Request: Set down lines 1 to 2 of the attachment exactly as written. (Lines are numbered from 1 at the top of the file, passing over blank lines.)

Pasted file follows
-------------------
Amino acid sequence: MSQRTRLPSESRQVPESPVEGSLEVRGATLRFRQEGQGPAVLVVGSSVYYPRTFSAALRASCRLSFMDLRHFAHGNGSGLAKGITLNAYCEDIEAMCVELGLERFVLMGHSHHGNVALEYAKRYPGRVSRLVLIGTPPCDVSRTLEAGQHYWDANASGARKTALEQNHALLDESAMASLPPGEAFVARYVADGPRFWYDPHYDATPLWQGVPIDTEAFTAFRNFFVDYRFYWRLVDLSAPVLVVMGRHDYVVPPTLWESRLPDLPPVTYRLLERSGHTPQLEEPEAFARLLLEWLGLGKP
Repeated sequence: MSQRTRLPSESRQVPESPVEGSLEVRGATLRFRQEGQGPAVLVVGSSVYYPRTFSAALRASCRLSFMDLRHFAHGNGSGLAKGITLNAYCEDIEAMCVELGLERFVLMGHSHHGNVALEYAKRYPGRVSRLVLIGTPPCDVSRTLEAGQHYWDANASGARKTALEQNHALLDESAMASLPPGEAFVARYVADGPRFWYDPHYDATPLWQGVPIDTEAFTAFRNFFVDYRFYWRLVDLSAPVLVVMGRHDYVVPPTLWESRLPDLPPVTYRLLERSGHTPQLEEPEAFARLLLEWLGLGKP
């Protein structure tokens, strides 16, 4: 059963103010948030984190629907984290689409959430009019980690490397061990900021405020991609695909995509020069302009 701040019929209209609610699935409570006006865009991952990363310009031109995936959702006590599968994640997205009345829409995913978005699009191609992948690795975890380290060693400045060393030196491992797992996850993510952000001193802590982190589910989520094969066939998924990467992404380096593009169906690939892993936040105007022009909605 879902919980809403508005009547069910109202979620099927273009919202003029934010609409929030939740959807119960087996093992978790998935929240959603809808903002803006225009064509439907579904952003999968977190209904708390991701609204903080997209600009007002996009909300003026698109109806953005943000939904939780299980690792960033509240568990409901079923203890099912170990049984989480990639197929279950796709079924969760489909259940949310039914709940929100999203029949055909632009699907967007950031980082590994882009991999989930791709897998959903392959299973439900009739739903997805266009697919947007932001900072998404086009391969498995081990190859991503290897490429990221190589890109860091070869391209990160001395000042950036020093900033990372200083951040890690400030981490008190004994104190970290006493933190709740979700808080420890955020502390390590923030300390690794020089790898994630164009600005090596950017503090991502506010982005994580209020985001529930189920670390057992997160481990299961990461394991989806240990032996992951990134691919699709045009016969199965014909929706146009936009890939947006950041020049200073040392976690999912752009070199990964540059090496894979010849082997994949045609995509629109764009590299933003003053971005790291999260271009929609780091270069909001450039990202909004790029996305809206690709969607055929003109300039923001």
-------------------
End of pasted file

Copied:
Amino acid sequence: MSQRTRLPSESRQVPESPVEGSLEVRGATLRFRQEGQGPAVLVVGSSVYYPRTFSAALRASCRLSFMDLRHFAHGNGSGLAKGITLNAYCEDIEAMCVELGLERFVLMGHSHHGNVALEYAKRYPGRVSRLVLIGTPPCDVSRTLEAGQHYWDANASGARKTALEQNHALLDESAMASLPPGEAFVARYVADGPRFWYDPHYDATPLWQGVPIDTEAFTAFRNFFVDYRFYWRLVDLSAPVLVVMGRHDYVVPPTLWESRLPDLPPVTYRLLERSGHTPQLEEPEAFARLLLEWLGLGKP
Repeated sequence: MSQRTRLPSESRQVPESPVEGSLEVRGATLRFRQEGQGPAVLVVGSSVYYPRTFSAALRASCRLSFMDLRHFAHGNGSGLAKGITLNAYCEDIEAMCVELGLERFVLMGHSHHGNVALEYAKRYPGRVSRLVLIGTPPCDVSRTLEAGQHYWDANASGARKTALEQNHALLDESAMASLPPGEAFVARYVADGPRFWYDPHYDATPLWQGVPIDTEAFTAFRNFFVDYRFYWRLVDLSAPVLVVMGRHDYVVPPTLWESRLPDLPPVTYRLLERSGHTPQLEEPEAFARLLLEWLGLGKP